Title and Term
U.S. Ambassador to Mongolia (2022-Present)
Introduce your Birthplace / Hometown
I was born in San Diego. My father was in the Navy, he was assigned there on a tour and met my mother there. San Diego has a number of differences from Ulaanbaatar, particularly the climate. However, there are a lot of similarities between the people; San Diego, like Mongolia, has a generally very friendly population, people are laid back, everyone is always doing something outdoors, there’s a real love of the outdoors. Also, the cities of San Diego and Ulaanbaatar are roughly similar in population size.
Introduce your Parents
As I mentioned, my father was in the U.S. Navy. He grew up in the Philippines but admired the United States, a country he had never visited, and dreamed of joining the Navy. Meanwhile, my mother was an accountant who came to the United States with nothing more than her accounting degree and a small suitcase. I often think of my parent’s story and how its leap of faith personifies what many, including a number of Mongolian immigrants, go through when coming to the United States.
Introduce Your Siblings and Childhood
My childhood was very nomadic. I grew up with my father moving around from place to place in the United States because of his military assignments. While I was born in San Diego, I spent a lot of my childhood in Hawaii and consider that my second childhood home.
I have one sibling, a brother who is only two years younger than me. He actually flew out to Washington, D.C. for my swearing in as Ambassador. We spent a lot of time in the outdoors growing up. In Hawaii, I remember the small Filipino community in Waipahu, we were very tight knit. Neighbors were not shy to treat me like their own child. My family is my bedrock and I would not be where I am today without their love, support, and encouragement.
I have some musical hobbies, like playing the piano and ukulele. However, I’m really passionate about reading and love learning about the culture, language, and history of other countries. I read a lot, especially history books. I’m usually a non-fiction, history reader. Earnest Hemingway, John Steinbeck, they’re probably my favorite authors. I’ll read their books over and over again. Joseph Campbell is another author I love reading, he really examined the structure behind our stories and our heroes. And, of course, I’ve read Jack Weatherford.
In fact, I have two copies of Jack Weatherford’s book, “Genghis Khan and the Making of the Modern World” but only recently realized it. When I learned I was nominated to be U.S. Ambassador to Mongolia, I immediately got a copy of the book only to find out I already had a copy that was given to me as a gift when I visited Mongolia in 2012, when I was the Director of Digital Engagement and traveling with the Assistant Secretary for the Bureau of Global Public Affairs.
As an adult, being outdoors is still really important to me, so I do like to get out and golf. I was not much of an athlete growing up, but I did play little league baseball. It may have contributed to my love of the Padres, and I am a true fan because San Diego may not have a lot of sports teams, but they do have a baseball team. I’m proud of San Diego as my home town, so I root for my sports teams.
I like classical music and I’m a big fan of Elvis. I also really love opera, particularly Mozart, Wagner, and Verdi’s works. One of my first cultural events here in Mongolia was going to the State Academic Theatre of Opera and Ballet and seeing “Tosca.” My favorite opera is “Tristan und Isolde,” which shares a number of themes with Romeo and Juliet.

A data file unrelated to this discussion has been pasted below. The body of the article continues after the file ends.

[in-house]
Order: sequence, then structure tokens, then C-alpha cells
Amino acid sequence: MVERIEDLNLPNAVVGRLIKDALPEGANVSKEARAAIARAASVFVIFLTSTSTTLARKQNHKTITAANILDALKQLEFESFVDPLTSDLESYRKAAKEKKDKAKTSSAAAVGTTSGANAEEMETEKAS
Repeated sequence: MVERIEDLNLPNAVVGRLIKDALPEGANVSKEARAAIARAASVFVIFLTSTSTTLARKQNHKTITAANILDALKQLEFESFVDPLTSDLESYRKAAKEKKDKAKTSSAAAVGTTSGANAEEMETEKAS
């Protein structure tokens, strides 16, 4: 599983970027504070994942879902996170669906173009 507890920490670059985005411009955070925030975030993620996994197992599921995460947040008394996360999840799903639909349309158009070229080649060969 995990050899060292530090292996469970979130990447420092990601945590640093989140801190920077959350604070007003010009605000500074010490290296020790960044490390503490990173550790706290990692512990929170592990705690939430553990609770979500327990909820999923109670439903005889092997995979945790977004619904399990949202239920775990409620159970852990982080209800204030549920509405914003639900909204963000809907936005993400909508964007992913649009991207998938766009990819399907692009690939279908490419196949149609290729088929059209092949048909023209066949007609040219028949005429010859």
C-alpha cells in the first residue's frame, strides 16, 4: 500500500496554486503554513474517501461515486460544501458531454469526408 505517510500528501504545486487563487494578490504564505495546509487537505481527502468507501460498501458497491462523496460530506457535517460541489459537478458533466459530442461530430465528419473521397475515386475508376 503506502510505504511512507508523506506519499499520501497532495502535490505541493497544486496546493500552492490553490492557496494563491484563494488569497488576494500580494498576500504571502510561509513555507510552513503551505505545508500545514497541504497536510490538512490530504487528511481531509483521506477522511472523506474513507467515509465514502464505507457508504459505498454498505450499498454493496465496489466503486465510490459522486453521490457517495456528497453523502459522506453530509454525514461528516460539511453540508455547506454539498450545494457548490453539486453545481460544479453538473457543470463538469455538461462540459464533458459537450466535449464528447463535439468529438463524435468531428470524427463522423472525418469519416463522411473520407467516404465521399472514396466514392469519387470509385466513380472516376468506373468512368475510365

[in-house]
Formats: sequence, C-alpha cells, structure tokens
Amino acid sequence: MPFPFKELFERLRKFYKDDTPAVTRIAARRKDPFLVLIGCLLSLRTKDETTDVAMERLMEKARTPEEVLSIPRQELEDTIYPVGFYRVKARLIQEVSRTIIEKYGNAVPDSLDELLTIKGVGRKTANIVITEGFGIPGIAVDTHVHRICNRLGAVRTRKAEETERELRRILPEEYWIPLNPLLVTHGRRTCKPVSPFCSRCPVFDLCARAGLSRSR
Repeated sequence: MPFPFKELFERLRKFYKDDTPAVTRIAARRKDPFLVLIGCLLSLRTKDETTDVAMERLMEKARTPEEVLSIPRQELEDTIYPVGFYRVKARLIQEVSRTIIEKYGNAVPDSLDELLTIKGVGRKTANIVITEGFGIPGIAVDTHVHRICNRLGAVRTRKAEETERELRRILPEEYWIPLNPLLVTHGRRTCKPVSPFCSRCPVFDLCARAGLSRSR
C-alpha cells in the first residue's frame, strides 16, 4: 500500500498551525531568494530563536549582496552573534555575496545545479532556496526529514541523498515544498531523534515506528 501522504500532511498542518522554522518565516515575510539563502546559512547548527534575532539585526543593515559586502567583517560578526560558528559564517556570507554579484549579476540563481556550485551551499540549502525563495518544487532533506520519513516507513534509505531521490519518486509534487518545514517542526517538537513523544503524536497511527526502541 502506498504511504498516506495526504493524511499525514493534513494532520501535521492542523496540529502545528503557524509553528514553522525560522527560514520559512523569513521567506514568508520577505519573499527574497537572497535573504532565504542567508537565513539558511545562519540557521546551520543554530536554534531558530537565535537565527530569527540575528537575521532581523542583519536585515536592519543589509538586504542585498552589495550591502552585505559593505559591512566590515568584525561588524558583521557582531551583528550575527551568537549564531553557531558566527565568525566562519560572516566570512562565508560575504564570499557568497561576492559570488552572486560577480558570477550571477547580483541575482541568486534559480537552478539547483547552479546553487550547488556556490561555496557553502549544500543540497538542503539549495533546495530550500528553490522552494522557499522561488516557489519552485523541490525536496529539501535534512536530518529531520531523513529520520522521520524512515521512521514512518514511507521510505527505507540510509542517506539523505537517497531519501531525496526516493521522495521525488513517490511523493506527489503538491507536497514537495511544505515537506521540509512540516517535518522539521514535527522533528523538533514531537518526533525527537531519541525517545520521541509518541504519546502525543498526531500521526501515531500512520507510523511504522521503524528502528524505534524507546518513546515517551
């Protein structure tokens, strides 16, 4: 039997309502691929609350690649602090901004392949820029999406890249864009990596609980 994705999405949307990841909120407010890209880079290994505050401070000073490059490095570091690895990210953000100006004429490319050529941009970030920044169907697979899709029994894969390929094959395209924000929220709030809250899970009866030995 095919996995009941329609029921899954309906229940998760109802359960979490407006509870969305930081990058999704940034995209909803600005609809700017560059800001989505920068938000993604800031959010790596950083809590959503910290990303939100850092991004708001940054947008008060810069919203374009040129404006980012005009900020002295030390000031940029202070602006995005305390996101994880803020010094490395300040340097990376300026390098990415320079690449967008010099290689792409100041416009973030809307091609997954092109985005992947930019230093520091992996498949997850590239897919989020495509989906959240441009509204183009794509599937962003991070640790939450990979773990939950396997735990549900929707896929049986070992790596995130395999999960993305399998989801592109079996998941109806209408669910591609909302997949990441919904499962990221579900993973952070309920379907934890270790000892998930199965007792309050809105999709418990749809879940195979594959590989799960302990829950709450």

For what in your life do you feel most grateful?
My family and friends. As I said, my family is my bedrock and I would not be where I am today without their love, support, and encouragement. Same is true for my friends.
How would you describe the Mongolian people you’ve met so far?
I have been amazed at how friendly, patient, and open the Mongolian people are. I really feel welcome here in Mongolia already.
What does being a diplomat mean to you?
To me, being a diplomat means being able to represent my country in foreign places, to find ways where we can achieve common ground. Successful diplomats learn from other cultures, countries, and societies. We also help America also understand its role in the world.
Most memorable/proud moment from your time in the Bureau of East Asian and Pacific Affairs
Since Mongolia is in the Bureau of East Asian and Public Affairs, my most memorable moment in the bureau was arriving here. That first day, coming into the airport, I had never felt so much anticipation.
What are your three main goals / priorities as the U.S. Ambassador in Mongolia?
As U.S. Ambassador to Mongolia, my priorities are building and enhancing our people-to-people, democratic, and economic ties. My colleagues and I will partner with you to keep Mongolia’s democracy strong and your economy resilient. In the last few decades, Mongolia has been a steady partner committed to human rights and rule of law, while fostering a strong and vibrant civil society and free press. I also look forward to strengthening our defense relationship so Mongolia can continue to play a global role in UN peacekeeping, and humanitarian and disaster relief. Our two countries have a close and enduring relationship; a relationship of friendship and partnership, where we stand shoulder-to-shoulder with you to safeguard freedom, prosperity, and bright futures for both our countries.
If you could wake up tomorrow having gained any one quality or ability, what would it be?
To learn Mongolian
What is the greatest accomplishment of your life (so far)?
To be the U.S. Ambassador in Mongolia.
How do you hope to be remembered when you leave Mongolia?
I want Mongolians to think of me, and of Americans in general, as a good person and genuine partner and friend.